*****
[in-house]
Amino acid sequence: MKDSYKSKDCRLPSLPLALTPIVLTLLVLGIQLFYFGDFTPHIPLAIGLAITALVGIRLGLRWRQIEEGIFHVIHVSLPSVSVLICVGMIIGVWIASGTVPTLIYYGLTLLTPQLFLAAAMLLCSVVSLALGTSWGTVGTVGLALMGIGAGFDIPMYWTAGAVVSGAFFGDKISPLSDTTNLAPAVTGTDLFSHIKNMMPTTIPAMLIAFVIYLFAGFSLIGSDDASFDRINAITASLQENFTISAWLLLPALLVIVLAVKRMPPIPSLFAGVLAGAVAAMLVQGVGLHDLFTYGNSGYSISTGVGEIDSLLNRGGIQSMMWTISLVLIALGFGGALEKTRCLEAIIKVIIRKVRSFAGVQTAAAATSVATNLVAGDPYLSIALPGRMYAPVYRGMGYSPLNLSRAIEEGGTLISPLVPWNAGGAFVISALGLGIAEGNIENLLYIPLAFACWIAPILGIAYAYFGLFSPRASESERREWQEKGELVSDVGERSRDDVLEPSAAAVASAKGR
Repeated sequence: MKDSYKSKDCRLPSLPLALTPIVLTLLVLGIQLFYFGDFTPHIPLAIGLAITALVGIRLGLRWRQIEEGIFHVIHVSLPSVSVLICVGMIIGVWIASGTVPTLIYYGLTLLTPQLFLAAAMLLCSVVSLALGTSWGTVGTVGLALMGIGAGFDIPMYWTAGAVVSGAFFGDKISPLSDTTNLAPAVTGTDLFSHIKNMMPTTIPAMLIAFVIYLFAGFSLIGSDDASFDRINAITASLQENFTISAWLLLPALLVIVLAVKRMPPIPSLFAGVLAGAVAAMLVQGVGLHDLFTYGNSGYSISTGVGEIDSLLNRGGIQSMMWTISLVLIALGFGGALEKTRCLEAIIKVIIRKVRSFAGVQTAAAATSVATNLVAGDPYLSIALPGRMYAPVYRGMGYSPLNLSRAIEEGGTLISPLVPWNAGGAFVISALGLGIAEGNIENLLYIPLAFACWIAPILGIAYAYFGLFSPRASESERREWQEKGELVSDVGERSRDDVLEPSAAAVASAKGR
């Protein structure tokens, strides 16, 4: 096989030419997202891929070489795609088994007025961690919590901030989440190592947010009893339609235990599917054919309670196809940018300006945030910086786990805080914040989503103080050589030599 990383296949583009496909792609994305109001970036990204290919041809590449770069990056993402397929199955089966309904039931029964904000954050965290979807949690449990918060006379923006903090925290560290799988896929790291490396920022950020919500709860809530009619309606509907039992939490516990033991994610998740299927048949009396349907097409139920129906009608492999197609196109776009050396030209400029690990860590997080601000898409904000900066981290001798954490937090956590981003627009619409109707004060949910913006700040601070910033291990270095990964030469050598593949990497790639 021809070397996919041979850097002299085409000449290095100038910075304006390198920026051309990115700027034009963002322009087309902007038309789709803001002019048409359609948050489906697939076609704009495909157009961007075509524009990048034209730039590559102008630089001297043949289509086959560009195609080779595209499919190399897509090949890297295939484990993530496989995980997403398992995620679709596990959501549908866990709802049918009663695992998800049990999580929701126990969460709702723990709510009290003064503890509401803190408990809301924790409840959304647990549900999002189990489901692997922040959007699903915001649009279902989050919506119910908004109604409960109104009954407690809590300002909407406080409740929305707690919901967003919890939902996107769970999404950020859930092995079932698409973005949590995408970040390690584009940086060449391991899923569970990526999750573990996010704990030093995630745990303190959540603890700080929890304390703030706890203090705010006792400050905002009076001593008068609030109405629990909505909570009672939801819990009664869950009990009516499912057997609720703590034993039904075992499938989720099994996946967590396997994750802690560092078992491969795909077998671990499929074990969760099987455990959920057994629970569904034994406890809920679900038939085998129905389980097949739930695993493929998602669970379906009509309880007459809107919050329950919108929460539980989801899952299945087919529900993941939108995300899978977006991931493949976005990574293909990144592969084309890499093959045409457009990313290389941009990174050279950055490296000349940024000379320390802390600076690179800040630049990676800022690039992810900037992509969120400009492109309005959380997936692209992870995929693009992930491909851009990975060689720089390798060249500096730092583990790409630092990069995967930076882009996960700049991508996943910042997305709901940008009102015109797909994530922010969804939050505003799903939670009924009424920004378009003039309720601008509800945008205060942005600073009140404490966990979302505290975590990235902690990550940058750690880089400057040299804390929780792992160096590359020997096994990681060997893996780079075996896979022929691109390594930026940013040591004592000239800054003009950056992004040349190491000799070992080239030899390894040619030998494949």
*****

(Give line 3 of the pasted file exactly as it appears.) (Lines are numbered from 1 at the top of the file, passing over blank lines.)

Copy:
Repeated sequence: MKDSYKSKDCRLPSLPLALTPIVLTLLVLGIQLFYFGDFTPHIPLAIGLAITALVGIRLGLRWRQIEEGIFHVIHVSLPSVSVLICVGMIIGVWIASGTVPTLIYYGLTLLTPQLFLAAAMLLCSVVSLALGTSWGTVGTVGLALMGIGAGFDIPMYWTAGAVVSGAFFGDKISPLSDTTNLAPAVTGTDLFSHIKNMMPTTIPAMLIAFVIYLFAGFSLIGSDDASFDRINAITASLQENFTISAWLLLPALLVIVLAVKRMPPIPSLFAGVLAGAVAAMLVQGVGLHDLFTYGNSGYSISTGVGEIDSLLNRGGIQSMMWTISLVLIALGFGGALEKTRCLEAIIKVIIRKVRSFAGVQTAAAATSVATNLVAGDPYLSIALPGRMYAPVYRGMGYSPLNLSRAIEEGGTLISPLVPWNAGGAFVISALGLGIAEGNIENLLYIPLAFACWIAPILGIAYAYFGLFSPRASESERREWQEKGELVSDVGERSRDDVLEPSAAAVASAKGR